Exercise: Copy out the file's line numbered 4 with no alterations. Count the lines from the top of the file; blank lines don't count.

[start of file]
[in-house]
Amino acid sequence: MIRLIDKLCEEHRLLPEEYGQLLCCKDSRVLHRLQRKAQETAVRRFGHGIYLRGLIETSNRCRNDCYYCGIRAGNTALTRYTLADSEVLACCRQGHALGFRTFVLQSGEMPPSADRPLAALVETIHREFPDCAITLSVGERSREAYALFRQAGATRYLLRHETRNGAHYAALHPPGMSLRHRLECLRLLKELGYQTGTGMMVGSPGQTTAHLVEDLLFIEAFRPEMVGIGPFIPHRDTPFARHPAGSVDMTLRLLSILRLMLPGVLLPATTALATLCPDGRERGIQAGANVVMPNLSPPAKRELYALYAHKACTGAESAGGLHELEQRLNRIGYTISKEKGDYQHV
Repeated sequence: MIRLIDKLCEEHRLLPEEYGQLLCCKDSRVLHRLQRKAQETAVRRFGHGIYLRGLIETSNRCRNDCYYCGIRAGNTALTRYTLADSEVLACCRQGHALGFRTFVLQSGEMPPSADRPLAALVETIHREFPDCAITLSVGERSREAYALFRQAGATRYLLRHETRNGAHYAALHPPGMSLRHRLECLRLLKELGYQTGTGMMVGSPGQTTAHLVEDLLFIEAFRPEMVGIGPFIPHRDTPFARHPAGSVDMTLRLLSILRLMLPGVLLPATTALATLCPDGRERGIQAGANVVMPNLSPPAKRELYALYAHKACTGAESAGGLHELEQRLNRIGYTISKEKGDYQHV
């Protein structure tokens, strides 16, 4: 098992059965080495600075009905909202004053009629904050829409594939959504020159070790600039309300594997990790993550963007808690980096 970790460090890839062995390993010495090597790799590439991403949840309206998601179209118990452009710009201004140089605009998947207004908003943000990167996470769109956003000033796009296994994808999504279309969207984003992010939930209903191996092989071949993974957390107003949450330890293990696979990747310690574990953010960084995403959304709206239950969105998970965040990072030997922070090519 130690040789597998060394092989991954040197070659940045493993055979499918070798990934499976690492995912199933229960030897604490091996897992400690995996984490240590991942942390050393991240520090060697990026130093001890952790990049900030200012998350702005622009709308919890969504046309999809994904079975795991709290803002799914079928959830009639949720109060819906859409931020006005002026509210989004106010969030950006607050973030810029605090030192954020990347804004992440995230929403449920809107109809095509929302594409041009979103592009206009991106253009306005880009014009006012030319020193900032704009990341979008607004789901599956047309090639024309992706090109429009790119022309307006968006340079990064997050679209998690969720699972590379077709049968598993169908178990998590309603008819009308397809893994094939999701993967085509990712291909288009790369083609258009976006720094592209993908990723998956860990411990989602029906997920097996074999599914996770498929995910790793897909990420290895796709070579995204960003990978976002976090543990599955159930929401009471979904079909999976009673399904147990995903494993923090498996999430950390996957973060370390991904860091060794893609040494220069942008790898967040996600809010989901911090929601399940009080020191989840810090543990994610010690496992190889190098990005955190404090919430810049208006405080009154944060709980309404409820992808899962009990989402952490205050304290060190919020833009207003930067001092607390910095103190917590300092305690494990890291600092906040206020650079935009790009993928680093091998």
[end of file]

């Protein structure tokens, strides 16, 4: 098992059965080495600075009905909202004053009629904050829409594939959504020159070790600039309300594997990790993550963007808690980096 970790460090890839062995390993010495090597790799590439991403949840309206998601179209118990452009710009201004140089605009998947207004908003943000990167996470769109956003000033796009296994994808999504279309969207984003992010939930209903191996092989071949993974957390107003949450330890293990696979990747310690574990953010960084995403959304709206239950969105998970965040990072030997922070090519 130690040789597998060394092989991954040197070659940045493993055979499918070798990934499976690492995912199933229960030897604490091996897992400690995996984490240590991942942390050393991240520090060697990026130093001890952790990049900030200012998350702005622009709308919890969504046309999809994904079975795991709290803002799914079928959830009639949720109060819906859409931020006005002026509210989004106010969030950006607050973030810029605090030192954020990347804004992440995230929403449920809107109809095509929302594409041009979103592009206009991106253009306005880009014009006012030319020193900032704009990341979008607004789901599956047309090639024309992706090109429009790119022309307006968006340079990064997050679209998690969720699972590379077709049968598993169908178990998590309603008819009308397809893994094939999701993967085509990712291909288009790369083609258009976006720094592209993908990723998956860990411990989602029906997920097996074999599914996770498929995910790793897909990420290895796709070579995204960003990978976002976090543990599955159930929401009471979904079909999976009673399904147990995903494993923090498996999430950390996957973060370390991904860091060794893609040494220069942008790898967040996600809010989901911090929601399940009080020191989840810090543990994610010690496992190889190098990005955190404090919430810049208006405080009154944060709980309404409820992808899962009990989402952490205050304290060190919020833009207003930067001092607390910095103190917590300092305690494990890291600092906040206020650079935009790009993928680093091998």